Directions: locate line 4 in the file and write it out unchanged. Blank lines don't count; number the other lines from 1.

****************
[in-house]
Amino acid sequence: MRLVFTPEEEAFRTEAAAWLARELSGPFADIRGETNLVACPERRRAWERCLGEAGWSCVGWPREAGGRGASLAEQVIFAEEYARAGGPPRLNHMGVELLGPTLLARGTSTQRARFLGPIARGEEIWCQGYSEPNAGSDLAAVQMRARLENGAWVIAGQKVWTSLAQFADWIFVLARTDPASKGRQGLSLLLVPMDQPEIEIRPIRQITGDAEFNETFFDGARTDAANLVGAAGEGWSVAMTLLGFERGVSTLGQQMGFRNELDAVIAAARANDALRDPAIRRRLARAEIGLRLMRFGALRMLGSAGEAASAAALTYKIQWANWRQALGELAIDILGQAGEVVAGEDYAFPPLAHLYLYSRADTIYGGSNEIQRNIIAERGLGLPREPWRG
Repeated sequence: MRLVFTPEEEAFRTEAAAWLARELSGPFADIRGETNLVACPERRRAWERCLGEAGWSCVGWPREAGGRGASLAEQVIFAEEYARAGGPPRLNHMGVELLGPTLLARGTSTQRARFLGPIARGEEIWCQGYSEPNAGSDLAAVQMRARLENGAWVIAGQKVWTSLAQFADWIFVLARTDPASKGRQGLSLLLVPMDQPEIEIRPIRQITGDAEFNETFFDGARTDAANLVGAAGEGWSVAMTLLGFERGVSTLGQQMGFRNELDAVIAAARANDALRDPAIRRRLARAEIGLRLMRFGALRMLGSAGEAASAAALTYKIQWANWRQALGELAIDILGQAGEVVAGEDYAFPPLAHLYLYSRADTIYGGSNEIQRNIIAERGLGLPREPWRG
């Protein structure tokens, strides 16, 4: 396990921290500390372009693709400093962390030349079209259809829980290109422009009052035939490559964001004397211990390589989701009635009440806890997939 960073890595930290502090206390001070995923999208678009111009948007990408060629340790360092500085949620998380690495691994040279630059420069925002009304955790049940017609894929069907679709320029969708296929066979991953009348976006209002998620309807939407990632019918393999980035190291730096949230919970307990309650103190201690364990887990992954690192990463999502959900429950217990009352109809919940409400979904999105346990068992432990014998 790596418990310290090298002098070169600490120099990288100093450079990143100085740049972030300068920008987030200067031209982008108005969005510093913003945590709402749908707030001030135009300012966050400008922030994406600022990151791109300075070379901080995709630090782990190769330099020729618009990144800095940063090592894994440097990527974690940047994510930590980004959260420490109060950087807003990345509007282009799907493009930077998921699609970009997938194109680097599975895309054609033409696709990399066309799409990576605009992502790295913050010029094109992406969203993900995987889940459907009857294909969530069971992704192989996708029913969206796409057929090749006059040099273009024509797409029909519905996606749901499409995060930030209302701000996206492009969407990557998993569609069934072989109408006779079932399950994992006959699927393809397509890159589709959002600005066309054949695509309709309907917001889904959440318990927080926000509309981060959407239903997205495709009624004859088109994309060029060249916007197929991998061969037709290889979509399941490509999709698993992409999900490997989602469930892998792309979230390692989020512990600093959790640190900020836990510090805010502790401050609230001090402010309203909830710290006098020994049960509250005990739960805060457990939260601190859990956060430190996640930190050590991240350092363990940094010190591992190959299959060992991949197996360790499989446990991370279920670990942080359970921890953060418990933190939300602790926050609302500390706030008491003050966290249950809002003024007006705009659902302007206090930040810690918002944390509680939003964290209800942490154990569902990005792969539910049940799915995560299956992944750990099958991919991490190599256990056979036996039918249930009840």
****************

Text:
């Protein structure tokens, strides 16, 4: 396990921290500390372009693709400093962390030349079209259809829980290109422009009052035939490559964001004397211990390589989701009635009440806890997939 960073890595930290502090206390001070995923999208678009111009948007990408060629340790360092500085949620998380690495691994040279630059420069925002009304955790049940017609894929069907679709320029969708296929066979991953009348976006209002998620309807939407990632019918393999980035190291730096949230919970307990309650103190201690364990887990992954690192990463999502959900429950217990009352109809919940409400979904999105346990068992432990014998 790596418990310290090298002098070169600490120099990288100093450079990143100085740049972030300068920008987030200067031209982008108005969005510093913003945590709402749908707030001030135009300012966050400008922030994406600022990151791109300075070379901080995709630090782990190769330099020729618009990144800095940063090592894994440097990527974690940047994510930590980004959260420490109060950087807003990345509007282009799907493009930077998921699609970009997938194109680097599975895309054609033409696709990399066309799409990576605009992502790295913050010029094109992406969203993900995987889940459907009857294909969530069971992704192989996708029913969206796409057929090749006059040099273009024509797409029909519905996606749901499409995060930030209302701000996206492009969407990557998993569609069934072989109408006779079932399950994992006959699927393809397509890159589709959002600005066309054949695509309709309907917001889904959440318990927080926000509309981060959407239903997205495709009624004859088109994309060029060249916007197929991998061969037709290889979509399941490509999709698993992409999900490997989602469930892998792309979230390692989020512990600093959790640190900020836990510090805010502790401050609230001090402010309203909830710290006098020994049960509250005990739960805060457990939260601190859990956060430190996640930190050590991240350092363990940094010190591992190959299959060992991949197996360790499989446990991370279920670990942080359970921890953060418990933190939300602790926050609302500390706030008491003050966290249950809002003024007006705009659902302007206090930040810690918002944390509680939003964290209800942490154990569902990005792969539910049940799915995560299956992944750990099958991919991490190599256990056979036996039918249930009840």